So there have been various rumors floating around the Bay Area for a few years now about mysterious projects that Google is working on in a Skunk Works-esque speculative R&D lab called Google X (sounds like a comic book). Projects that have gotten a bit of publicity include self-driving cars, space elevators, and refrigerators that automatically order groceries as you run out of food.
Recently there has been a spate of new articles about the lab, possibly in advance of an upcoming announcement about one of the projects. Many of the projects are noteworthy not just for their jaw-dropping ambition but also for the degree to which they are (or seem) unrelated to Google’s core business operations (unless a space elevator is a natural extension of AdWords). However, the thing that stuck out most to me while reading one of the articles published last week was a significant focus on the “Web of Things” (Google’s words). Broadly speaking, it sounds like one of the main areas that Google is pursuing revolves around the potential to connect more objects in our everyday lives to the internet.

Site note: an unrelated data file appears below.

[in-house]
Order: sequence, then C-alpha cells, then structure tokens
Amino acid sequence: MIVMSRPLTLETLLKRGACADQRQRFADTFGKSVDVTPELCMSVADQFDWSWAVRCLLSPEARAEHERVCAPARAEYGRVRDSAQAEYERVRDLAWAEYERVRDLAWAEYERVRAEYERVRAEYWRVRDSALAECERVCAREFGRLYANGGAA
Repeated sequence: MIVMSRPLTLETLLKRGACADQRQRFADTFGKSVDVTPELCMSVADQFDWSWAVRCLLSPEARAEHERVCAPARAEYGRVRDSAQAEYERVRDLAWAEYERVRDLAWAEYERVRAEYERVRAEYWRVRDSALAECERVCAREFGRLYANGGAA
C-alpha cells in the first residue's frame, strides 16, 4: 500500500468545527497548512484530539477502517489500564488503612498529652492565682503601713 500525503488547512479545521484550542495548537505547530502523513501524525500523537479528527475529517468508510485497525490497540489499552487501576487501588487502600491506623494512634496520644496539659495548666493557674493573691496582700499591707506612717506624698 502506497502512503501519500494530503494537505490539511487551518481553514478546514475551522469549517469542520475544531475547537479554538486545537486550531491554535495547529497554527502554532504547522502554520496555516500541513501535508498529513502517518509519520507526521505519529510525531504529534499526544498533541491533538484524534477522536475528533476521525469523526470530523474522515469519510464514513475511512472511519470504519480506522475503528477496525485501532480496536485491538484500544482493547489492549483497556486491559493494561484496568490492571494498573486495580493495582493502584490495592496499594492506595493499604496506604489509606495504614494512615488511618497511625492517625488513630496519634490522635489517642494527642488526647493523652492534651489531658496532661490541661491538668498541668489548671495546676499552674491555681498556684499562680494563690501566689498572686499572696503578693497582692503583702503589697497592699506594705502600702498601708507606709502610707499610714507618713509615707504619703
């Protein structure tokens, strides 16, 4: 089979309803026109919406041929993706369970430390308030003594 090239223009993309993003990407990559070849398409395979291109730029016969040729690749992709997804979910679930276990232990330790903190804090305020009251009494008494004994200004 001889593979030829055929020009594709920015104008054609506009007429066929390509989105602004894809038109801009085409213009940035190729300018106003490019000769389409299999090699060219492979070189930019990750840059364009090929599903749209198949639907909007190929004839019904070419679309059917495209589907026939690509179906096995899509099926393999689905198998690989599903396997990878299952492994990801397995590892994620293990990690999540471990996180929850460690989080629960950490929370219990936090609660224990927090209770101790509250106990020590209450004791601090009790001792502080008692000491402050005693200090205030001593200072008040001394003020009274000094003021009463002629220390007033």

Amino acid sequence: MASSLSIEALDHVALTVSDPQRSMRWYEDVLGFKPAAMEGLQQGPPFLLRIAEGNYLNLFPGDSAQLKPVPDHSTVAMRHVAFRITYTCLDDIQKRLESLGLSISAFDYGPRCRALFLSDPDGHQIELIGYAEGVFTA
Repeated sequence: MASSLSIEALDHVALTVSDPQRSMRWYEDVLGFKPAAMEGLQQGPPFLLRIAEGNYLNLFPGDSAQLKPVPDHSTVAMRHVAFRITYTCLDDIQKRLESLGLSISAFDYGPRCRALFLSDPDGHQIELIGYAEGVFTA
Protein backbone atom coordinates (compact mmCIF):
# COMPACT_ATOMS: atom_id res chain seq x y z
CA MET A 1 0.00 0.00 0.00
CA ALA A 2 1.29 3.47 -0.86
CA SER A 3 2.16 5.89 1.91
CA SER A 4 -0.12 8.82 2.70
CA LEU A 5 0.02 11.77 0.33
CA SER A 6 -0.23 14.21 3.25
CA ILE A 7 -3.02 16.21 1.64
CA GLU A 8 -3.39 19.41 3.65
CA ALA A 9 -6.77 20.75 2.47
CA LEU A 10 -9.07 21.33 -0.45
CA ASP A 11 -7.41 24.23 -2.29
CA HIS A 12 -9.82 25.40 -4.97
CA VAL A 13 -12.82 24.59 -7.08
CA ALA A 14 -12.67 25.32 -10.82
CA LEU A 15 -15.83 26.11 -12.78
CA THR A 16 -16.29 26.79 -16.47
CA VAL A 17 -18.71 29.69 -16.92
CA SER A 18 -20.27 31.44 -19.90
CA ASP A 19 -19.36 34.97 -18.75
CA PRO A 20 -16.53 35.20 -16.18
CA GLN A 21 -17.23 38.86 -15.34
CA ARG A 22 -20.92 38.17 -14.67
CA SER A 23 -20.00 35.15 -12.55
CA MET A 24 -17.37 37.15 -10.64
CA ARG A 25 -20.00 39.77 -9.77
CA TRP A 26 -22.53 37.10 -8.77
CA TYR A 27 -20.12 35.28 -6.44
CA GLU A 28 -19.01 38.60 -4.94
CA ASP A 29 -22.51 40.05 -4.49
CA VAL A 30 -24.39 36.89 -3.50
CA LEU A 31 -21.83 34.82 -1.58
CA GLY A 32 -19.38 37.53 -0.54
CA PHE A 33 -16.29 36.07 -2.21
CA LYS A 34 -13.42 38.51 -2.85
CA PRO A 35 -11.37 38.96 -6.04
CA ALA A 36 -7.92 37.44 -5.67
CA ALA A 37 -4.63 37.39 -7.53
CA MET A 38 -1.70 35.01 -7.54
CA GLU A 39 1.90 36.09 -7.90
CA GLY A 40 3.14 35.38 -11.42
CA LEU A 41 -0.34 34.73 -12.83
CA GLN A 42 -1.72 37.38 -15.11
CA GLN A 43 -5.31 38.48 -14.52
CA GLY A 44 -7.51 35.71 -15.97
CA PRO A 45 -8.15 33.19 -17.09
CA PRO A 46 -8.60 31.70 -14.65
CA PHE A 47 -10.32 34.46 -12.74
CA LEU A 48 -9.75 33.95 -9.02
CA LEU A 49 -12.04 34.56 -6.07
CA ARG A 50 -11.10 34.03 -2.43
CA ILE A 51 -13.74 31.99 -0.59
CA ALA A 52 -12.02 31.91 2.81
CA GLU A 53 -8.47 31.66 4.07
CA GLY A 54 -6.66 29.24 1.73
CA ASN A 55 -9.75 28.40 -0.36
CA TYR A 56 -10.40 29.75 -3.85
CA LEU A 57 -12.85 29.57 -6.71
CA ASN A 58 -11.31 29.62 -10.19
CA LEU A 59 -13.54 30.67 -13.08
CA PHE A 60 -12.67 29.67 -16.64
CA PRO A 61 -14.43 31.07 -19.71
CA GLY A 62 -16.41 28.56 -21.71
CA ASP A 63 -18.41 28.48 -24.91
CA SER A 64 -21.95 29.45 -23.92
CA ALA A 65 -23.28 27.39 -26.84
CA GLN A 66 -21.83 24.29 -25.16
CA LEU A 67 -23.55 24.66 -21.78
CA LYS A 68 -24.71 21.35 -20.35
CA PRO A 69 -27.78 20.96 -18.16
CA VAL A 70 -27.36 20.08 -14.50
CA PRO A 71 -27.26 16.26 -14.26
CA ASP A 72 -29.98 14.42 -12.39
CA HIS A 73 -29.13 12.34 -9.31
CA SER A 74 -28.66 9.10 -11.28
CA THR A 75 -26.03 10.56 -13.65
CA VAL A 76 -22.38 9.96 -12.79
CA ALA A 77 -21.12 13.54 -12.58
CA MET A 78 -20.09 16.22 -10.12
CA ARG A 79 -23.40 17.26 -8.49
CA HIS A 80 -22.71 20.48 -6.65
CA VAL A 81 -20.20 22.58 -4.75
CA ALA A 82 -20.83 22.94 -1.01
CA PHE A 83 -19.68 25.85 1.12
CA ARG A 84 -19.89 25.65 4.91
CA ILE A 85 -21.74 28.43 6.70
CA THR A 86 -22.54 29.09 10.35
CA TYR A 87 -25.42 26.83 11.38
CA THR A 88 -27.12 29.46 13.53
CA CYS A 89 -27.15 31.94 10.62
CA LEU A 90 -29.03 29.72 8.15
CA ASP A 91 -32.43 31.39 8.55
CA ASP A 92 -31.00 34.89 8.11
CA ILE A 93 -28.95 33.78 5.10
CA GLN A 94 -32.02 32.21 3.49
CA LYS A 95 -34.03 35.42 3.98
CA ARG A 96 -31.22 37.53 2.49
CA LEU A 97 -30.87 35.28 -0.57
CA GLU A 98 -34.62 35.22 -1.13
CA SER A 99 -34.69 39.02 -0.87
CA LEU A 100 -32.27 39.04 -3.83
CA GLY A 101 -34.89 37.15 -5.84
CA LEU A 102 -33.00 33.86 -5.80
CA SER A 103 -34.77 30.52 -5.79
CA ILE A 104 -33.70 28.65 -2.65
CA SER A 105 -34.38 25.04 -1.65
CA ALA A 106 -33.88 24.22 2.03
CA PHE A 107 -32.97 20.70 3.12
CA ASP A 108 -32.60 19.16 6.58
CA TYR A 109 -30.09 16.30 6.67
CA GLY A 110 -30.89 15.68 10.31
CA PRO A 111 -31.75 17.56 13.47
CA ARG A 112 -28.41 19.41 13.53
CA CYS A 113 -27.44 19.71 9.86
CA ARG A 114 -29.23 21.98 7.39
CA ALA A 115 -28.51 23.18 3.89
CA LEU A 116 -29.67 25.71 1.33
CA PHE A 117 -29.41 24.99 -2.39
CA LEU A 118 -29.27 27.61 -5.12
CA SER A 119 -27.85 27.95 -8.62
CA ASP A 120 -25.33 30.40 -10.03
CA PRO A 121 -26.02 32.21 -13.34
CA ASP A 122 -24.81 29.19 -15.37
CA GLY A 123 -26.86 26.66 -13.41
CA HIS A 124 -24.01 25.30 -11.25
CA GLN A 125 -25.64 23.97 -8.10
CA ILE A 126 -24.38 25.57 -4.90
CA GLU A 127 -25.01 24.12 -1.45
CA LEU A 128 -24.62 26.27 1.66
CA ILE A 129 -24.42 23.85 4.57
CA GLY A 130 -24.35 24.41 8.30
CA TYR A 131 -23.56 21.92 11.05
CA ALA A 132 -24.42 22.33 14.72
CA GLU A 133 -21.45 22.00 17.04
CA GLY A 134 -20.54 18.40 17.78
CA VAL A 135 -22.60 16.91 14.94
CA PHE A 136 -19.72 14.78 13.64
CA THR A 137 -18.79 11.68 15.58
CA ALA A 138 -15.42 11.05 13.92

Setting aside how much I love what Google is doing on a philosophical level as an engineer and innovation-phile (Mars, here we come!), I am also excited more specifically as a mechatronic systems designer. The idea of the next phase of internet evolution being one that connects people’s physical lives to the web is one that many people (*cough cough* including us) have been touting for a few years now. It also demands products and systems that are exactly the types of design projects that mechatronics is best at undertaking: systems that combine physical and electronic utility. The post linked above explores some of my thoughts on Web of Things products so I won’t beat a dead horse but it’s great to see someone like Google putting serious time and resources into these efforts and dreaming big in what they try to address. I’m looking forward to seeing what they come up with (and sign me up for one of the cars right now).